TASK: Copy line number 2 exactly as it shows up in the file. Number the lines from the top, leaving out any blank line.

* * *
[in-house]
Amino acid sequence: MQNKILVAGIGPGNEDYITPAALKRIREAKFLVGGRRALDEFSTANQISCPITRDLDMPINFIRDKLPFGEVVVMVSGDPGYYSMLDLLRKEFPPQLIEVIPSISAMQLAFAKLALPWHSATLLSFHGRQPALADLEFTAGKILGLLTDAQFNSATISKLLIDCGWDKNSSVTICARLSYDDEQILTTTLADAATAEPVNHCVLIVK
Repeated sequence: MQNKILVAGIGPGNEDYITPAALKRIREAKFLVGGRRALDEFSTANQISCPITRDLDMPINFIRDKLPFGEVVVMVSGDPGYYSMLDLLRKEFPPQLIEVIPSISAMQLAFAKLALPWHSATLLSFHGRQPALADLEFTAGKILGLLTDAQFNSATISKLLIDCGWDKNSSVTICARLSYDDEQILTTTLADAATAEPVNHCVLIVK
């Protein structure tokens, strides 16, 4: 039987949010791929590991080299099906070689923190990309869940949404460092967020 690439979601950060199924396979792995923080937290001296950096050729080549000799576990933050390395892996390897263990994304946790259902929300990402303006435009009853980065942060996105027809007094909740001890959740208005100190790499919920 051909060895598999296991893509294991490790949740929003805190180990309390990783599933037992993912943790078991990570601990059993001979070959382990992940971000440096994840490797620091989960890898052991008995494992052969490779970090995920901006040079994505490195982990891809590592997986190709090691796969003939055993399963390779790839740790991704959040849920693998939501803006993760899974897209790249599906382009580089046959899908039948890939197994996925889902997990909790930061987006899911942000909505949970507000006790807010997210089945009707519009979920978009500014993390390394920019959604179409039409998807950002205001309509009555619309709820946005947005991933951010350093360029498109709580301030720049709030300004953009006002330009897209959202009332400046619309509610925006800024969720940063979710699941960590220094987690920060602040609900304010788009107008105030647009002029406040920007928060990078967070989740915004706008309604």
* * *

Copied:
Amino acid sequence: MQNKILVAGIGPGNEDYITPAALKRIREAKFLVGGRRALDEFSTANQISCPITRDLDMPINFIRDKLPFGEVVVMVSGDPGYYSMLDLLRKEFPPQLIEVIPSISAMQLAFAKLALPWHSATLLSFHGRQPALADLEFTAGKILGLLTDAQFNSATISKLLIDCGWDKNSSVTICARLSYDDEQILTTTLADAATAEPVNHCVLIVK